Music has been a passion of mine since I was a young child acting as the conductor while standing in front of my parents’ stereo playing “Raindrops Keep Falling on My Head” by BJ Thomas. Most of my adult life centered around music as well. I worked at a record shop and for several labels (SST, CRUZ, Cargo, Enigma, and even Capitol for one day), and have been managing bands (full or part time) since 1988 (Big DRILL Car, Drive Like Jehu, Rocket From The Crypt, Supernova). Nowadays, while I am old enough to get a senior discount at McDonald’s, I still love music, I still go to shows, I still buy records, I contribute photographs and reviews of rockshows to several music magazines, and I still love hearing tour stories.
My mom noticed my love of tour stories many years ago. I would tell her different stories that I had either experienced or heard from the bands I was working with. This led to the original version of Hell on Wheels in 1994 … It was all my mom’s idea.
In the early 1990s I was living in San Diego, managing a few rock bands, and sharing an office with my friend, former SST carpool buddy and current (at the time) book publisher, Gary Hustwit. Gary, being the only author on his press at the time, asked me if I had any ideas for a book and if I wanted to write one. I mentioned my mom’s idea about tour stories, he liked it, and we were off. To secure tour stories in 1993/4 I had to rely on friends introducing me to bands, phone calls, and the occasional ambushing of a band before or after their set at The Casbah and simply asking them. Social media was not prevalent at that time. Most of the stories were recorded on a microcassette tape recorder and transcribed by our friends.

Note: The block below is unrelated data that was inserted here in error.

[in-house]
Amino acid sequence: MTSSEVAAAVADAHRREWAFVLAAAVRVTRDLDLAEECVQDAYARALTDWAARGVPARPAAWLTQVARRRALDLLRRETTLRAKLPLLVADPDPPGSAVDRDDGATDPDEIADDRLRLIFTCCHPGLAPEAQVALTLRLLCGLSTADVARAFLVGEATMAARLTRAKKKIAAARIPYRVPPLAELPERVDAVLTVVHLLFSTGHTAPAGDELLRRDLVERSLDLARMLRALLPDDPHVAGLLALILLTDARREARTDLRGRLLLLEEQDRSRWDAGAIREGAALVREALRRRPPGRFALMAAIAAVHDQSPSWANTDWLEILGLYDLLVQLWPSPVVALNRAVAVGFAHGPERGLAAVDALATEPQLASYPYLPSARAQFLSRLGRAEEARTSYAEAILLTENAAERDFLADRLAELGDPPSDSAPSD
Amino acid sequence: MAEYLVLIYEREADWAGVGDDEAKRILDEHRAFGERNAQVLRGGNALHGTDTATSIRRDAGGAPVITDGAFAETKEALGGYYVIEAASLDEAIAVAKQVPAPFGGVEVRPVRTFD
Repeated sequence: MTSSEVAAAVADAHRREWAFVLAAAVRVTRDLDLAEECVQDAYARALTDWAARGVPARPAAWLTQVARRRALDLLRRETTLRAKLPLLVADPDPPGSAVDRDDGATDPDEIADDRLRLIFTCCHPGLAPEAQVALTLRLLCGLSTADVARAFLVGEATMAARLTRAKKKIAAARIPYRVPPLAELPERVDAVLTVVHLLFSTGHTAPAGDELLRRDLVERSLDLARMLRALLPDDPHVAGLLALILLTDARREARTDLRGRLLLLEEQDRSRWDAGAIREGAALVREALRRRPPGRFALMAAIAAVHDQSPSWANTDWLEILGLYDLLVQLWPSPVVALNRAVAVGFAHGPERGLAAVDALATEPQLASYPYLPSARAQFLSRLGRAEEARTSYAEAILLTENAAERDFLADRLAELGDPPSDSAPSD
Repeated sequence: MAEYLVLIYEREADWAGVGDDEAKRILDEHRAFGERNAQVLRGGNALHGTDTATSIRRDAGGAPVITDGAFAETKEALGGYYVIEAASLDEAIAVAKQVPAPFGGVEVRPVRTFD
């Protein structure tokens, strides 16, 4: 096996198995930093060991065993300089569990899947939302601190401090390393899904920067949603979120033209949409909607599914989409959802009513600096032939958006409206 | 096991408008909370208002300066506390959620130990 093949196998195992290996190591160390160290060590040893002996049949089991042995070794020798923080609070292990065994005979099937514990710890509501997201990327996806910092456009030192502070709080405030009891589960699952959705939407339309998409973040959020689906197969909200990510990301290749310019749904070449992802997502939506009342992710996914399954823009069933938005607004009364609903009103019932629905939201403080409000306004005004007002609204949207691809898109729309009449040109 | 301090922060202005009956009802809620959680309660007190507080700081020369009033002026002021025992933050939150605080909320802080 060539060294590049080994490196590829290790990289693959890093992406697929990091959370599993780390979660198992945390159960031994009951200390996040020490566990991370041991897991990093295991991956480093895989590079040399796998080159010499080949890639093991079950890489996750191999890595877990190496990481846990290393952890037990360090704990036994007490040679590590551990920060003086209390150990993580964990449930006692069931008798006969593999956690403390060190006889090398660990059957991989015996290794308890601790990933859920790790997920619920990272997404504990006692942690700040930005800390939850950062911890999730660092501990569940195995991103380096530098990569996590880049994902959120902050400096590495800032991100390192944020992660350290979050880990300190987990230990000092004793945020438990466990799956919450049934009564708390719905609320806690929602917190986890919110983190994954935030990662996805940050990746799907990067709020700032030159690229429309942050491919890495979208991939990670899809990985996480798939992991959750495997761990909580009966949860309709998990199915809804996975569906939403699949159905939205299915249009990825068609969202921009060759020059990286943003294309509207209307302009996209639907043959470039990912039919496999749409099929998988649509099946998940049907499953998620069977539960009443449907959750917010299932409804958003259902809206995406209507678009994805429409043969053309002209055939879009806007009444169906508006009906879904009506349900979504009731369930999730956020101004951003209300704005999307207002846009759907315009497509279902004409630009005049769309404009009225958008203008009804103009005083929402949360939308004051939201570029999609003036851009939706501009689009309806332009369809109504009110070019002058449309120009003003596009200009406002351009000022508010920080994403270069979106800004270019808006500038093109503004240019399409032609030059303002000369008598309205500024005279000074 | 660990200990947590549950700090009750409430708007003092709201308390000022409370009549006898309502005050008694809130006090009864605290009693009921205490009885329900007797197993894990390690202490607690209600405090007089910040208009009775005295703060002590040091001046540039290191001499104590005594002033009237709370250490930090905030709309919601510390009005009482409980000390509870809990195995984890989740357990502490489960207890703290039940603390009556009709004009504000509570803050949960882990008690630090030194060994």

More recently, in 2020, there was a mention of the book on a Naked Raygun fan page on social media which prompted people to seek out the book again. I received several messages asking “Are you the Greg Jacobs that wrote Hell on Wheels”? I was surprised and honored that anyone remembered the book and was trying to locate it after all these years. And, of course, I shared the post on my social media accounts which lead to the connection to University of Hell Press and this re-mixed version of the book.
Securing tour stories in 2020, with social media, was different. I didn’t need to have anybody’s phone number or even an introduction. Most bands have contact information online and I simply reached out to them. I made a dream list of bands and contacted every one of them. So many of the bands were very accommodating. Since these stories were being gathered during the pandemic and bands were not able to tour, I like to think my request for a tour story was welcomed. If the band can’t be on tour, at least I was there to ask about touring and to listen to their tour stories … Maybe not, but who knows? Many of the participants opted to type their stories and send them over to me, which was great! Other stories were recorded over the phone and transcribed, this time, by me.
I’m very happy to have had the opportunity to edit the original version of Hell on Wheels and had several fanboy moments gathering interviews for the revised book. It was very difficult for me to maintain any sense of being cool and not release the complete dork within me while talking to some of my rock and/or roll heroes. I think I pulled it off but let’s ask some of them.
I wanted this book to come out in 2021, but real life got in the way. I lost my dad on June 28, 2021, and I am still trying to accept it. While my dad did not understand the music that I love, he supported me every step of the way. He knew, while I was an intern at Enigma or making very little money at my other label jobs, that I was following my passion. When I quit my job and became a full-time band manager, he was there with support, advice and even a little cash when I couldn’t afford to pay rent at my office. He was the best and I miss him every day.